I always wanted to be Super.
Not super, but Super, with a capital Supe.
I wanted to be one of those card-carrying, spandex-wearing, world-saving, crook-catching, evildoer thwarting superheroes who came to life in the pages of my comic books.
Superman, Batman, the Flash, the Green Lantern, the Fantastic Four, Iron Man, Spider Man and Captain America were particular favorites, but I never met a superhero I didn’t like.
I received an email the other day touting a new book that posed the question, “If you were a cartoon character, who would you be?”
In her new book, “The Swing Theory,” author Stacey Watt has written of different characters in a business setting, like The Juggler, who balances numerous projects at once but can’t focus on any on thing, or The Speed Demon, who is driven and goal-oriented, but doesn’t spend enough time sweating the small stuff.
That’s all well and good, but I always wanted to be able to fly, to bend steel with my bare hands, to lift a refrigerator with one finger, to walk through walls, to run like the wind and to breathe underwater.
Instead, I find myself with rather limited abilities. I can fly, but only with a ticket. I have trouble bending aluminum foil, and not only can’t lift a refrigerator, but can’t stay out of it, either. I walk into walls instead of through them and the only thing I do with wind is to break it, and I have trouble holding my water. Besides, spandex makes me look like a malformed sausage.
Look, up in the sky, it’s a bird, it’s a plane, it’s Agingman.
OK, so it’s not the superhero ideal, but it’s the best I can do.
Or is it? After watching the recent exploits of Diana Nyad, one has to wonder.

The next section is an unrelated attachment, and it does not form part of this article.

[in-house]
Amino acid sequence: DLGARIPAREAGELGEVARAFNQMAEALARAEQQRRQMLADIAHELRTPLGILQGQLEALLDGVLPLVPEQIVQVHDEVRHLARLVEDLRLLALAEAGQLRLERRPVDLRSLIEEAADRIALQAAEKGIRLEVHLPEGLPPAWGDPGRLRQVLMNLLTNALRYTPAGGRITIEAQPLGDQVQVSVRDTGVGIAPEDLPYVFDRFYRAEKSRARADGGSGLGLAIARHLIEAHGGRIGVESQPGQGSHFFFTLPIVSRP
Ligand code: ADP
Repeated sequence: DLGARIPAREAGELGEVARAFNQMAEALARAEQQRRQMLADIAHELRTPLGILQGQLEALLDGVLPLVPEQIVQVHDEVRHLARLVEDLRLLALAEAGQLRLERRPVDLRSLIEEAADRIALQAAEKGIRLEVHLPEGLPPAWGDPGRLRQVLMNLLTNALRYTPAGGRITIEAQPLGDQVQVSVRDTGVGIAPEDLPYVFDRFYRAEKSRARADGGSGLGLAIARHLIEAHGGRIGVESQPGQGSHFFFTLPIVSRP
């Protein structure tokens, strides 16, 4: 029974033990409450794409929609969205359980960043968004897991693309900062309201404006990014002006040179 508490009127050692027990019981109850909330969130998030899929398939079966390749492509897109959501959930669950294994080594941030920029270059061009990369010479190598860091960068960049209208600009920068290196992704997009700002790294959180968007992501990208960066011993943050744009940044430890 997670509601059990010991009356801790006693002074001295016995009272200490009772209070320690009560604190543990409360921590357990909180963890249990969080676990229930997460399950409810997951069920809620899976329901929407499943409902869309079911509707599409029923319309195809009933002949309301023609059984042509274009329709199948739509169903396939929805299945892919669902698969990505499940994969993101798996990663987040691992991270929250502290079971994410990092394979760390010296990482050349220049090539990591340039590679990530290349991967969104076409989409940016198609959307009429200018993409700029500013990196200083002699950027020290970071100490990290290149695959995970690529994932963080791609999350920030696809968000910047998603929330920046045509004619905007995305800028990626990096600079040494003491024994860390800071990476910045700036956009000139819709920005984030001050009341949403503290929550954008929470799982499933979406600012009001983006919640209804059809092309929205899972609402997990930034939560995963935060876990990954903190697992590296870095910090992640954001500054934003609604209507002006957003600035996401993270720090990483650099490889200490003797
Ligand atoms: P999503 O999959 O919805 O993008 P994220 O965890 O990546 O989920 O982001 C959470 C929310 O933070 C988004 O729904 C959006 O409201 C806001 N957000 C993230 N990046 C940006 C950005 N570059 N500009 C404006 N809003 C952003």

Diana Nyad is an author, a journalist, a motivational speaker and a long-distance swimmer.
She has written three books, including a biography of former NFL wide receiver Keyshawn Johnson, has hosted public radio programs and has contributed to the CBS news program “Sunday Morning.”
But she is best known for her long-distance swims. In 1974, she set a record by swimming 22 miles in eight hours, 11 minutes. In 1975, she swam the 28 miles around Manhattan island in seven hours and 57 minutes. In 1978, she attempted to swim the approximately 90 miles between Cuba and Key West, Fla.
She tried again three more times, in August 2011, September 2011 and August 2012.
She failed each time, thwarted by exhaustion, dehydration and painful jellyfish stings.
On Aug. 31 of this year, she entered the water to make one more try.
The fifth time was the charm. Accompanied by a 35-person support team, swimming without a shark cage but protected from the jellyfish by a full wet suit, gloves, boots and mask, Nyad swam approximately 110 miles in about 53 hours.
The protective mask helped her stave off jellyfish stings, but it caused her to swallow large amounts of sea water, which caused her to vomit almost constantly throughout her journey.
When she emerged from the surf upon reaching her destination, Nyad could barely stand, much less walk. But under her own power, she made it to dry land, completing the quest she first began 35 years ago.
Diana Nyad is 64 years old.
Her first words upon reaching the sand of Smathers Beach were, “We should never, ever give up.” Don’t ever say you can’t do something. What you’re really saying is you lack the will.”
Then she added, “You’re never too old to chase your dreams.”
Neither are you too tall, too short, too young, too fat, too thin, too anything.
Diana Nyad never let anything stop her, not miles of turbulent ocean, not stinging jellyfish, not the sexual abuse she suffered as a child at the hands of her stepfather and her swim coach.
Diana Nyad is Super, with a capital Supe.
And she has inspired me to pursue my dreams. Can you give me a hand with this spandex?
Mullin is senior writer of the News & Eagle. Email him at email@example.com.